US doubles aid to Syrian opposition


Syrian rebel fighters stand guard at a check point in Aleppo's northern Izaa quarter, on November 3, 2012.



Secretary of State John Kerry announced Washington will double its aid to the Syrian opposition with an additional $123 million, bringing the total US commitment to some $250 million.

At a meeting in Istanbul of 10 European and Middle Eastern countries, Kerry made clear that the fresh aid would expand support to the rebels, who already receive food and medical kits, to "include other types of non-lethal supplies."

The assistance will go to an umbrella group, the National Coalition of Syrian Revolutionary and Opposition Forces, which has been fighting President Bashar al-Assad's forces during the two-year civil war.

In return, the Syrian coalition committed to enter negotiation talks aimed at hammering out a political transition once Assad has left. They also pledged to protect minorities and that the new government would be democratic.

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“This conflict is now spilling across borders and is now threatening neighboring countries,” Kerry said at a joint news conference with Turkey's foreign minister and Syrian coalition leader Moaz al-Khatib. “The president directed me to step up our efforts.”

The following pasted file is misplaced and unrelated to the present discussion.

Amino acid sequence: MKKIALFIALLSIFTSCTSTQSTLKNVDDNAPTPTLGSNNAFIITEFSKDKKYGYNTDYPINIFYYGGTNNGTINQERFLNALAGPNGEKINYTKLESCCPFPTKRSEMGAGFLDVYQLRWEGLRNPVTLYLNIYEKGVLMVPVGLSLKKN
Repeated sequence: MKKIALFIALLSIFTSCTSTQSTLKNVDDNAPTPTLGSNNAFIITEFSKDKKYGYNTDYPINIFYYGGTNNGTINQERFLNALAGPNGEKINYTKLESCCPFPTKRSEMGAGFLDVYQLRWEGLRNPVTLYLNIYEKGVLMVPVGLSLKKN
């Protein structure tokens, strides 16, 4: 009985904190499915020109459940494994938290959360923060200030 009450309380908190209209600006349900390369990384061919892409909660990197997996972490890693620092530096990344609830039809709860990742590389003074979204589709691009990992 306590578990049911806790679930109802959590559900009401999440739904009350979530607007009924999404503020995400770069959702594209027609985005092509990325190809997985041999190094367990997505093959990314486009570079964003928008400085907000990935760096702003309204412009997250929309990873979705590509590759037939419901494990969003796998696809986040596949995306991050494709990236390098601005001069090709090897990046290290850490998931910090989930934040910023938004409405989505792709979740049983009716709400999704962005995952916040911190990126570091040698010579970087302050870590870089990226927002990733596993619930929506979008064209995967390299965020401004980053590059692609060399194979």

Syrian government daily Al-Watan accused the US of having "thrown oil on the fire" of the Syrian conflict.

The so-called "Friends of Syria" nations, however, did not meet the opposition's request for arms, a no-fly zone along the country's northern and southern borders, or direct intervention.

The opposition had demanded the allies carry out air strikes against pro-Assad forces, to stop them from launching Scud missiles.

At the meeting, Kerry asked the leaders of the other nations to contribute additional funds, with the objective of raising a total of $1 billion in international aid.

Over the past two years, more than 70,000 people have been killed in Syria's bloody conflict.